Fantastic Beasts and Where to Find Them

My first thought when I got up from my seat was : “I haven’t had so much fun at the cinema in ages”, my second was: “I enjoyed this film so much more than any of the eight Harry Potter ones” and my third: “Can’t wait for the sequels”.

fantastic-beastsThe written-for-charity Fantastic Beasts and Where To Find Them, which as every potterhead knows, was written by Newt Scamander towards the end of his long career, Quidditch Through The Ages and later, The Tales of Beedle the Bard, were all welcome tasty extras to the stories that make up the Harry Potter canon, beloved by so many, me included. The idea of one of these extras being transposed to 1920s New York, thus featuring a young Newt Scamander’s adventures abroad, was instantly attractive to me: J. K. Rowling was going to be firmly in the driving seat, as she had written the screen play. I’ve bought it of course but not read it yet. It was clear to me that the film had to be seen first, as it was a new take on an existing work, not a straight adaptation of an existing one.

Put simply, I felt safe right from the opening scene. Safe in the sense that I knew that the story would stack up, that I was going to see a blend of familiar and new, that it would be visually stunning and wonderfully acted.

I’m not going to go into any plot detail at all, but will just highlight the virtuoso performance of Dan Fogler and Alison Sudol ,the actors playing respectively Kowalski and Queenie, all the others being merely excellent, the heartwarming coziness and intimacy captured in the domestic scenes, the perfectly portrayed magical sites and institutions, American/New York style, the constant small references only intelligible to “true” HP fans (“Your grandfather kept pigeons? Mine bred owls.”), the beautiful rendering of a post 1929 New York, this last being a very finely drawn setting for some pretty dark magic.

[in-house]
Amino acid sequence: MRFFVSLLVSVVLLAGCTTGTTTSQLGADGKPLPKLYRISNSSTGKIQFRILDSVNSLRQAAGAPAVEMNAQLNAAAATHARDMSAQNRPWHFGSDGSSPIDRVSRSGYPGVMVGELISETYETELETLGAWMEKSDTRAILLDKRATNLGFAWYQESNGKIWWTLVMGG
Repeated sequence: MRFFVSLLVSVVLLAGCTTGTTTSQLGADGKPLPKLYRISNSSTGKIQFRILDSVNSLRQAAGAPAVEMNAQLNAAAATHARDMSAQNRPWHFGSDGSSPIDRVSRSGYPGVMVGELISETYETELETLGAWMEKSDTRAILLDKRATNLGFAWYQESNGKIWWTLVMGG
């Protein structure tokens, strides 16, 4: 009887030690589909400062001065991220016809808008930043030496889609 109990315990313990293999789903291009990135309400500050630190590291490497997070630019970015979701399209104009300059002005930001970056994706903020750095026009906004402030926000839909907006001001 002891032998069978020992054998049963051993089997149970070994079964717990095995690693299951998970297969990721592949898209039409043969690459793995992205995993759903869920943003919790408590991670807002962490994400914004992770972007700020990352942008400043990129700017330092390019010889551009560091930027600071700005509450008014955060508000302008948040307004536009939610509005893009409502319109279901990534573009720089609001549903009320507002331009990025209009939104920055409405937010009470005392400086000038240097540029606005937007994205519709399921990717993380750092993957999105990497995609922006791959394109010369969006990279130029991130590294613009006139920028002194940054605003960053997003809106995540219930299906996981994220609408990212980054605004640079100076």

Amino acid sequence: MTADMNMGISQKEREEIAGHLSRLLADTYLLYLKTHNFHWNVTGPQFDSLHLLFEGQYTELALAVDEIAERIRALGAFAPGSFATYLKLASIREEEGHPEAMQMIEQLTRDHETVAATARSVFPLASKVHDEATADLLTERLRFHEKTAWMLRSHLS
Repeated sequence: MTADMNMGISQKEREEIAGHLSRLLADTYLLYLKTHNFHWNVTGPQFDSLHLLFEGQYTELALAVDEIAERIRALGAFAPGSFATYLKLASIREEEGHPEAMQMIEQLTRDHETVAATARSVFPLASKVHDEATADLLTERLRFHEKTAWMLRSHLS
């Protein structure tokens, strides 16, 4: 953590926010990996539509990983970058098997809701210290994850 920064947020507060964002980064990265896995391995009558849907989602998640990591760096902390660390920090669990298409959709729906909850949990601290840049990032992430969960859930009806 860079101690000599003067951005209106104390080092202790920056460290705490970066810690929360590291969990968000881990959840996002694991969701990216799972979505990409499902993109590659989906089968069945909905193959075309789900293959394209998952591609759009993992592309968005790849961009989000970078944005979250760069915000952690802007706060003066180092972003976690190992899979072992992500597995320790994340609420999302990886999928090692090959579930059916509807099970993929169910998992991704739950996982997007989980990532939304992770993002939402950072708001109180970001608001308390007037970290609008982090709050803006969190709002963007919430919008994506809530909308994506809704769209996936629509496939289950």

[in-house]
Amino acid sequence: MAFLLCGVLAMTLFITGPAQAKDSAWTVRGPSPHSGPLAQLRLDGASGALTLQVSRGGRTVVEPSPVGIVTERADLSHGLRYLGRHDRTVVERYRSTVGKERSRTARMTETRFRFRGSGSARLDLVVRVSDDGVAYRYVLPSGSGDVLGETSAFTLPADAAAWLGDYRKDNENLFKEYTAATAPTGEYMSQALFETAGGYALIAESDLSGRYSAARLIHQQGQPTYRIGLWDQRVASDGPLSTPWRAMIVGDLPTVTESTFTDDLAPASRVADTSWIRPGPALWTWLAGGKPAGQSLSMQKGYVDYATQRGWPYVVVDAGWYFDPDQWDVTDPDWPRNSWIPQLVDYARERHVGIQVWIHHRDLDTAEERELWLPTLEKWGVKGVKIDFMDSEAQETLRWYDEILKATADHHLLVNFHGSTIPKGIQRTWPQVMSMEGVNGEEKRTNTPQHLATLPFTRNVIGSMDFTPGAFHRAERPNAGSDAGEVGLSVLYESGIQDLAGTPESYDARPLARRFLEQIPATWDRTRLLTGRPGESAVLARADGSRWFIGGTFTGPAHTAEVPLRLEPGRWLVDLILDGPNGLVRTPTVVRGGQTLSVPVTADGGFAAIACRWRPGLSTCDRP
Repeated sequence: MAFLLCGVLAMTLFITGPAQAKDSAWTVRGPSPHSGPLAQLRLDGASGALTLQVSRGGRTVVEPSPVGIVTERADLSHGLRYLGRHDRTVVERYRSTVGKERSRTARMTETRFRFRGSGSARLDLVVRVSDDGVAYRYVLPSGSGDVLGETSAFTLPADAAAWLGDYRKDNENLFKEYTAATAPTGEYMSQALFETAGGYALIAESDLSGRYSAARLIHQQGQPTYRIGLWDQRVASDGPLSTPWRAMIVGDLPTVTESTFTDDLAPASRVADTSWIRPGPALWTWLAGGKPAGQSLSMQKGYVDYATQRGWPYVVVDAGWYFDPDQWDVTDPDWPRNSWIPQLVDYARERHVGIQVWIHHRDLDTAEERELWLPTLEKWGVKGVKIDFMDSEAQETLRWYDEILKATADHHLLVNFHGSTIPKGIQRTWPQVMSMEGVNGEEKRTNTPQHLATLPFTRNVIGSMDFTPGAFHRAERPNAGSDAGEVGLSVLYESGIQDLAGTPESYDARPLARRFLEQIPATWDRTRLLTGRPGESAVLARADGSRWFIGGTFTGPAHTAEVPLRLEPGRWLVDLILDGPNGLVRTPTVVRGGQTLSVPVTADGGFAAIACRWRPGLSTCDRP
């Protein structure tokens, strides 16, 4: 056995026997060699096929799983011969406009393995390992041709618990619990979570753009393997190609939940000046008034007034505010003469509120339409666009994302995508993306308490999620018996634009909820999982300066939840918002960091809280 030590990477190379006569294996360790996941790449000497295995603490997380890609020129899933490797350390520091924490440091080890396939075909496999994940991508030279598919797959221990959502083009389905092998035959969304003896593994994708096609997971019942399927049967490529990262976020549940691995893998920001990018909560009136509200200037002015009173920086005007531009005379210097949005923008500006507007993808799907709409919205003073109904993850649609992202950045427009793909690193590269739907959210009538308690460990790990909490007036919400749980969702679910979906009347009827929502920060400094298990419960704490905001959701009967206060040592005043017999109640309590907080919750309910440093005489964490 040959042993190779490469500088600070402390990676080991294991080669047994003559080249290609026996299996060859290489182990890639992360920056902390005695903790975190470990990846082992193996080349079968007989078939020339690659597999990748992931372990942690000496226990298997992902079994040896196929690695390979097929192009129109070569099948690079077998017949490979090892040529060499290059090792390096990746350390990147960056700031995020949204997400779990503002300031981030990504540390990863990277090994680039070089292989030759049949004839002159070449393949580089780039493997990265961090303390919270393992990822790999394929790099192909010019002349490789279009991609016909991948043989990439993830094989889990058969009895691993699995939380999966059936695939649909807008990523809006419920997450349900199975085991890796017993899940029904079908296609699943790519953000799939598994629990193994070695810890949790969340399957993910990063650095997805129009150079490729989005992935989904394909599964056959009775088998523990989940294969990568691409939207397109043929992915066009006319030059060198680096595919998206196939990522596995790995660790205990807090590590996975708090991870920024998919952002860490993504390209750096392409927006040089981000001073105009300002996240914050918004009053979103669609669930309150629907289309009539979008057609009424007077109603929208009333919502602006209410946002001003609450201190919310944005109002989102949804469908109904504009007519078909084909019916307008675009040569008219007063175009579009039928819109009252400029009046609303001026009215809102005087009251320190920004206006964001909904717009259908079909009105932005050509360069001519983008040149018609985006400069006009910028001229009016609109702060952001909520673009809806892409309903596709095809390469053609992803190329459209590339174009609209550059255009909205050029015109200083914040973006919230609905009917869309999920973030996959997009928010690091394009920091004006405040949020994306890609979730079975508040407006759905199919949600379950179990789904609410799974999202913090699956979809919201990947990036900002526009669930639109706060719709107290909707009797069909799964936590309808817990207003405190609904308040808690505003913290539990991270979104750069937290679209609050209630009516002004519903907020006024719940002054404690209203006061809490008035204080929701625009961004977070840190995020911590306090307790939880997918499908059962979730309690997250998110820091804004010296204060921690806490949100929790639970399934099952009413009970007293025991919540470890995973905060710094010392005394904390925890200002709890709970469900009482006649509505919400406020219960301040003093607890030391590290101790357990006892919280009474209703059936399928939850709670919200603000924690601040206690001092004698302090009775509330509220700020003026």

And I also want to make a point of mentioning the particularly lovely and poetic transparent umbrella created at the tip of a wand, which adds a beautifully delicate touch to the poignancy of one of the final scenes.

I realise that I haven’t mentioned the fantastic beasts yet; they are a marvel of CGI, some are gross, some are cute, most have comic potential. The niffler is the clear star, which is logical as it is clearly the magical equivalent to the muggles’ mole, and moles belong to the group of animals that are sympathetically portrayed and used heavily in adverts and other media, alongside hedgehogs, penguins and a few other species. The landscape we see the beasts in was my least favourite part of the film. This overtly fantastical environment is not to my taste; luckily the motley collection of creatures frequently escape into no-maj (muggle for us Brits) territory.

Newt Scamander deserves a few words here too. I had an argument with one of my daughters about that; sorry, but Eddie Redmayne’s Scamander is clearly more scientist – a field-based, beast-loving one, but a scientist nonetheless- than he is  Hagrid, even though he was expelled from Hogwarts and he clearly cares for the objects of his study very devotedly. He is appropriately awkward with people but very clear on facts, causes and effects. A more recognisably human approach than Newt’s to getting out of the beast-induced scrapes can be found in the wonderful stooge character, Jacob Kowalski.

 

Just one word, people: “enjoy”.

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